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  How to integrate when zero is in denominator?

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I have this equation:

$$(p_0 p_1)'=\dfrac{4}{r^2-1}p_0'$$

where $'$ is derivative $\dfrac{d}{dz}$.

I need to solve it (find $p_1$) for case when $r=1$ (I already know $p_0$),  and I don't know what to do because in that case I will have zero in denominator. I can make this shape:

$$(r^2-1)(p_0 p_1)'=4p_0'$$
where I will have zero on left side and just $p_0'$ on the right side, but this equation is part of the system, where I already found solution for $p_0$.

Can you tell me please do you see any solution of this?
$$ $$
Before upper equation it was necessary to solve this one:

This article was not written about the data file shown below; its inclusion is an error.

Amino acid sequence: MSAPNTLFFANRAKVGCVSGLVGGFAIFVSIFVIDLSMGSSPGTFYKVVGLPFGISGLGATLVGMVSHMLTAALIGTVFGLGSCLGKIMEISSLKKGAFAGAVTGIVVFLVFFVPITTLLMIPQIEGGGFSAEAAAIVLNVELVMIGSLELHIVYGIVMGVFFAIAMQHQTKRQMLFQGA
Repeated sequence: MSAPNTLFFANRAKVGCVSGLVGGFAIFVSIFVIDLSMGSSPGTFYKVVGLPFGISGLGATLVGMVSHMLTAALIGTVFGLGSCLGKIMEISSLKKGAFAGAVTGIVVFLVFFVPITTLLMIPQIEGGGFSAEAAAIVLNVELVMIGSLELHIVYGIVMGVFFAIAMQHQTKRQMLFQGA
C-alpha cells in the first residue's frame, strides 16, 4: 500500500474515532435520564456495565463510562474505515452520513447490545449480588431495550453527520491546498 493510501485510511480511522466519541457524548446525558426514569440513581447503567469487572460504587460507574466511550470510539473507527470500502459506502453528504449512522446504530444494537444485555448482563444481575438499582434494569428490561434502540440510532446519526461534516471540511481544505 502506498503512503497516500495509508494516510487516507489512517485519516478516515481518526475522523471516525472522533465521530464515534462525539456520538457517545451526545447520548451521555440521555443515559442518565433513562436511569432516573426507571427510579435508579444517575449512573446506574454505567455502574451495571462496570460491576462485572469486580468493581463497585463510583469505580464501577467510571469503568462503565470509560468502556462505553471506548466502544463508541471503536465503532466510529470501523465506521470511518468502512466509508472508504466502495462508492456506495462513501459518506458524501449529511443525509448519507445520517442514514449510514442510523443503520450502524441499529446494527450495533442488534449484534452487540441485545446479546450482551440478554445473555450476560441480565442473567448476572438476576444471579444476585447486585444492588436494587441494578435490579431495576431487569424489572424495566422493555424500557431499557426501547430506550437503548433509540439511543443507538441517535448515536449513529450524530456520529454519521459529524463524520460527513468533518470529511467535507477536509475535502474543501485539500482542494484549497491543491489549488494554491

$$4\beta\dfrac{\partial^2 u}{\partial r^2} + \dfrac{4\beta}{r}\dfrac{\partial u}{\partial r}=\dfrac{\partial p_1}{\partial z}$$

where $\beta$ is constant, $p=f(z)$, $r$ is radial coordinate, $z$ is longitudinal coordinate and $u=u(r,z)$ and with additional conditions:

$r=0: \dfrac{\partial u}{\partial r}=0$;

$r=1: u=0$.

 I got solution: $$
u(r,z)=\frac1{16\beta}\,(r^2-1)\,\frac{dp_1}{dz}(z). 
$$ from this equation is my part in upper equation $(r^2-1)$. 

Because first equation is probably not correct because zero in denominator, can you tell me please did I make mistake in solution for $u(r,z)$?

asked Apr 3, 2018 in Open problems by nick_name (0 points) [ no revision ]

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